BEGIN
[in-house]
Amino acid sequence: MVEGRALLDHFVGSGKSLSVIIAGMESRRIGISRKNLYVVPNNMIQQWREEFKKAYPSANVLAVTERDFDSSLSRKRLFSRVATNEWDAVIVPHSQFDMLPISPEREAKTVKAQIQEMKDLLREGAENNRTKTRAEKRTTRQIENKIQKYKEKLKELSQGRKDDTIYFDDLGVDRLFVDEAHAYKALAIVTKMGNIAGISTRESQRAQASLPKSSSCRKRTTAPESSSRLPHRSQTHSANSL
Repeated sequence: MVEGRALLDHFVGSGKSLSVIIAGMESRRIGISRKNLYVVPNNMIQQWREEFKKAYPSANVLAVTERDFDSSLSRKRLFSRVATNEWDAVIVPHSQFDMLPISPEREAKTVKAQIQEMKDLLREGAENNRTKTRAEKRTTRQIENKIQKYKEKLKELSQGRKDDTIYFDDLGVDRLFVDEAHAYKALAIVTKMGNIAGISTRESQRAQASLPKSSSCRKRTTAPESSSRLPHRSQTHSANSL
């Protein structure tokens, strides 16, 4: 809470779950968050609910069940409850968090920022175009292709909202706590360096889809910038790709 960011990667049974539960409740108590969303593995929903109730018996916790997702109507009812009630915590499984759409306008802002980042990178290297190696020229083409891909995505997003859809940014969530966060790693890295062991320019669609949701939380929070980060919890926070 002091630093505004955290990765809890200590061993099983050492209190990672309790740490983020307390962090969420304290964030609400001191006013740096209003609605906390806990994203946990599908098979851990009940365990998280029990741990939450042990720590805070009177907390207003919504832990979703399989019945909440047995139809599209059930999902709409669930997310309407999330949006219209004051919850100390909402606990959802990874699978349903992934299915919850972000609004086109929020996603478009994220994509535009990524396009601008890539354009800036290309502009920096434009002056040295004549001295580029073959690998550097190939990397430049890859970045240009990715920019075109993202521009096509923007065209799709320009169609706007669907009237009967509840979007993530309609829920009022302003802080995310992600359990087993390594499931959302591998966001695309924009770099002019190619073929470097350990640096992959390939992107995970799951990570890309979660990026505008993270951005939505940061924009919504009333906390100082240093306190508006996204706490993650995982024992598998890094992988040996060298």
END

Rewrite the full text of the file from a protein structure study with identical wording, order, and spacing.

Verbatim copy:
[in-house]
Amino acid sequence: MVEGRALLDHFVGSGKSLSVIIAGMESRRIGISRKNLYVVPNNMIQQWREEFKKAYPSANVLAVTERDFDSSLSRKRLFSRVATNEWDAVIVPHSQFDMLPISPEREAKTVKAQIQEMKDLLREGAENNRTKTRAEKRTTRQIENKIQKYKEKLKELSQGRKDDTIYFDDLGVDRLFVDEAHAYKALAIVTKMGNIAGISTRESQRAQASLPKSSSCRKRTTAPESSSRLPHRSQTHSANSL
Repeated sequence: MVEGRALLDHFVGSGKSLSVIIAGMESRRIGISRKNLYVVPNNMIQQWREEFKKAYPSANVLAVTERDFDSSLSRKRLFSRVATNEWDAVIVPHSQFDMLPISPEREAKTVKAQIQEMKDLLREGAENNRTKTRAEKRTTRQIENKIQKYKEKLKELSQGRKDDTIYFDDLGVDRLFVDEAHAYKALAIVTKMGNIAGISTRESQRAQASLPKSSSCRKRTTAPESSSRLPHRSQTHSANSL
């Protein structure tokens, strides 16, 4: 809470779950968050609910069940409850968090920022175009292709909202706590360096889809910038790709 960011990667049974539960409740108590969303593995929903109730018996916790997702109507009812009630915590499984759409306008802002980042990178290297190696020229083409891909995505997003859809940014969530966060790693890295062991320019669609949701939380929070980060919890926070 002091630093505004955290990765809890200590061993099983050492209190990672309790740490983020307390962090969420304290964030609400001191006013740096209003609605906390806990994203946990599908098979851990009940365990998280029990741990939450042990720590805070009177907390207003919504832990979703399989019945909440047995139809599209059930999902709409669930997310309407999330949006219209004051919850100390909402606990959802990874699978349903992934299915919850972000609004086109929020996603478009994220994509535009990524396009601008890539354009800036290309502009920096434009002056040295004549001295580029073959690998550097190939990397430049890859970045240009990715920019075109993202521009096509923007065209799709320009169609706007669907009237009967509840979007993530309609829920009022302003802080995310992600359990087993390594499931959302591998966001695309924009770099002019190619073929470097350990640096992959390939992107995970799951990570890309979660990026505008993270951005939505940061924009919504009333906390100082240093306190508006996204706490993650995982024992598998890094992988040996060298």